Back to the Workplace: Best Practices for COVID-19 Internal Communications [Part Two]

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With over 50% of employees fearful of contracting COVID-19 upon returning to the workplace, effective internal communications must go beyond addressing the safety procedures being put into place. In part one of this blog post, we tackled the need to educate employees on how your company is taking these steps to mitigate COVID-19 risk, while addressing the concerns that your employees have about returning to a physical workplace.

Empathy, defined: The ability to understand and share the feelings of another.

Once you’ve developed a site preparedness plan, it’s time to present the plan to employees in a way that’s not only easy to understand, but also addresses the angst and anxiety that many employees may be experiencing. Below, we dive deeper into how to deliver effective, empathetic employee communication.

Perfecting Delivery and Tone of Your Message

The way that these preventative measures are communicated to your employees is just as important as the policies themselves. The messaging channels you employ, your tone of voice as well as who the message is sent by, each play a role in how your employees perceive the importance of this communication.

It’s critical that the leadership team not only recognizes, but also addresses, that there is a lot of fear, concern, and uncertainty in our world right now. While we are all experiencing this pandemic together, each employee’s situation will be different. Some employees have been tasked with playing the role of teacher or daycare provider, while trying to remain an effective employee. Others have underlying health concerns or are taking care of loved ones who are at high risk. And some may have a spouse or partner that was impacted financially and are eager to return to their places of work. All of your internal communications must lead with compassion, empathy and should be come from the C-Suite.

How that communication is shared with employees can impact whether they feel that proper measures have been taken. Leveraging a video communication platform like Zoom or Microsoft Teams allows all employees, regardless of location, to connect deeper with your messaging. Zoom meetingThey can hear the tone that’s used in the messaging. They can see the facial expressions that can communicate empathy. A video call also provides a two-way dialogue, allowing employees to ask questions. The call should end by inviting employees to share additional questions and concerns with a specific leader, assuring employees that all questions will be addressed in a timely manner.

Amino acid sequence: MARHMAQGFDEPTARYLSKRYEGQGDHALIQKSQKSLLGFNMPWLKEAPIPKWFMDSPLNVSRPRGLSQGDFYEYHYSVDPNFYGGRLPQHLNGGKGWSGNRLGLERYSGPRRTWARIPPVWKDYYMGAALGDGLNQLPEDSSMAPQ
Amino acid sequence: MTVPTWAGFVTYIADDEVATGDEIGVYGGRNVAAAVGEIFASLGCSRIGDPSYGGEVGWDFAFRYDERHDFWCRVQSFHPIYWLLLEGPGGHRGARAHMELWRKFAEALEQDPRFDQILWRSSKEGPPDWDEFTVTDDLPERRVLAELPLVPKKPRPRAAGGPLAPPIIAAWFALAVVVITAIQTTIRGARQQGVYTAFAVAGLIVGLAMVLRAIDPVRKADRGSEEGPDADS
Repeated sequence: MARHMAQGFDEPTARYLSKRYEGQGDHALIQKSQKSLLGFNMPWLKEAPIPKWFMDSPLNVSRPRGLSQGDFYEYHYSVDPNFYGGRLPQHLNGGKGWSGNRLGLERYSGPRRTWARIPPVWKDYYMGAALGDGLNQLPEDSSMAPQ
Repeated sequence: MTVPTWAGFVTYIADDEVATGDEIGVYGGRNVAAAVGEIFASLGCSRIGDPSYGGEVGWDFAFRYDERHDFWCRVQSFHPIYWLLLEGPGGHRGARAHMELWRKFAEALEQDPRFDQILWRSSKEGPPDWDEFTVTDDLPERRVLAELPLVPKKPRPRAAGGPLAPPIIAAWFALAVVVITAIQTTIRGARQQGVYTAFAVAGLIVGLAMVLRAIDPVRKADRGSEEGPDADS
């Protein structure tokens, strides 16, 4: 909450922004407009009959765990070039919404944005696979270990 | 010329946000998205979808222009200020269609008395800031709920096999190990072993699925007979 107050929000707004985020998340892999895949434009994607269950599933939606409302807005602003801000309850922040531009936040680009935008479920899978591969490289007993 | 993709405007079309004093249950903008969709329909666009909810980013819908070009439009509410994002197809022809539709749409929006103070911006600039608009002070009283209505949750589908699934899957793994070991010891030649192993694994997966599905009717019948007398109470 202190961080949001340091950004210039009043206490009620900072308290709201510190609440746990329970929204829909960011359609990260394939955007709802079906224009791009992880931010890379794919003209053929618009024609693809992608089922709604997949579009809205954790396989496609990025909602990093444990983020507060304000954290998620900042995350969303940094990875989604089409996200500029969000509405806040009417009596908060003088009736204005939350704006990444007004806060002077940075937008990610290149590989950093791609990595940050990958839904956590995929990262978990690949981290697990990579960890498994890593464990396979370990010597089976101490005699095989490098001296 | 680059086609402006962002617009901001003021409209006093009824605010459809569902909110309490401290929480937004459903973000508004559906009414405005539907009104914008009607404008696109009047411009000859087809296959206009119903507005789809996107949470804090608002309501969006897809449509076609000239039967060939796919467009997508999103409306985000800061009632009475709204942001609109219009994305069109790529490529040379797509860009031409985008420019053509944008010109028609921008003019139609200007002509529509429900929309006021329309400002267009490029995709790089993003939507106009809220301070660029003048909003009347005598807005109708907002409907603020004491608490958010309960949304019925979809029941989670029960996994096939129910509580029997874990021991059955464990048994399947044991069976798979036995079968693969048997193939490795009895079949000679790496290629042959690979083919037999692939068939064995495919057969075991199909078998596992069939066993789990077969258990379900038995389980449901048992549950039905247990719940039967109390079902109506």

Practice What You Preach

Communicating to employees about COVID-19 is complicated. We’re experiencing a global pandemic that evolves daily. Your initial communication is important to reassure employees that appropriate, or even extraordinary, steps are being taken. Each of your communication updates that follow should have a purpose and evolve that initial communication. Informing employees as to where they can access the shared communications will allow them to digest it at their own pace and feel confident that they fully understand the safety measures that your company has implemented.

As we look to the future, it’s an understatement to say there are uncertainties. Will there be a second wave of COVID-19? Will employees return to their workplaces or continue to work from home? It’s important to communicate that your leadership remains flexible with future plans and is constantly evaluating necessary steps to keep employees safe. Leveraging an internal survey can provide leadership with insights into how employees are feeling about the safety precautions, communication and overall mental health.

Over the last few months, the line between personal and professional has blurred. We’re video chatting from our home offices and perhaps being interrupted by a curious child or pet. We’re seeing our coworkers and staff in a new light. We can’t lose that openness, and in some cases vulnerability, that we’ve begun to share with each other.  As leadership continues to communicate with your employees, the human side of your company should lead. We must address employee concerns and fears, as we take the steps to put together thoughtful COVID-19 response plans.

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